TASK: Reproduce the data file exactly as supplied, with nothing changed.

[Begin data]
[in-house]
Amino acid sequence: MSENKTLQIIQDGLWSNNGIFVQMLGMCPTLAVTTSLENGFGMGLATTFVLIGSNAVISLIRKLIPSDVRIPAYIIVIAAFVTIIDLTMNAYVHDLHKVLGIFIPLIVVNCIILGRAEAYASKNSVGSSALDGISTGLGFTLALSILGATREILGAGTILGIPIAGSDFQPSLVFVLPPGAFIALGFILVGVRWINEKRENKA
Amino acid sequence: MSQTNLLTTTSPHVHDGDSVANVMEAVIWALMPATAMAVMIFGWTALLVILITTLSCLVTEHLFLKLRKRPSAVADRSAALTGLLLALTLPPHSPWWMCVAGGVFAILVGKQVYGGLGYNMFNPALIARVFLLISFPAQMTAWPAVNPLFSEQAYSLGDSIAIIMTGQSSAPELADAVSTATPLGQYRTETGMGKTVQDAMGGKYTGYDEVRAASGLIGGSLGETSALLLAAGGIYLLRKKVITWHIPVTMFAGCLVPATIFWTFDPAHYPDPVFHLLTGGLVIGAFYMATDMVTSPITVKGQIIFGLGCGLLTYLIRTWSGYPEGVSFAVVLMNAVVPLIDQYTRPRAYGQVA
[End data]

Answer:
[in-house]
Amino acid sequence: MSENKTLQIIQDGLWSNNGIFVQMLGMCPTLAVTTSLENGFGMGLATTFVLIGSNAVISLIRKLIPSDVRIPAYIIVIAAFVTIIDLTMNAYVHDLHKVLGIFIPLIVVNCIILGRAEAYASKNSVGSSALDGISTGLGFTLALSILGATREILGAGTILGIPIAGSDFQPSLVFVLPPGAFIALGFILVGVRWINEKRENKA
Amino acid sequence: MSQTNLLTTTSPHVHDGDSVANVMEAVIWALMPATAMAVMIFGWTALLVILITTLSCLVTEHLFLKLRKRPSAVADRSAALTGLLLALTLPPHSPWWMCVAGGVFAILVGKQVYGGLGYNMFNPALIARVFLLISFPAQMTAWPAVNPLFSEQAYSLGDSIAIIMTGQSSAPELADAVSTATPLGQYRTETGMGKTVQDAMGGKYTGYDEVRAASGLIGGSLGETSALLLAAGGIYLLRKKVITWHIPVTMFAGCLVPATIFWTFDPAHYPDPVFHLLTGGLVIGAFYMATDMVTSPITVKGQIIFGLGCGLLTYLIRTWSGYPEGVSFAVVLMNAVVPLIDQYTRPRAYGQVA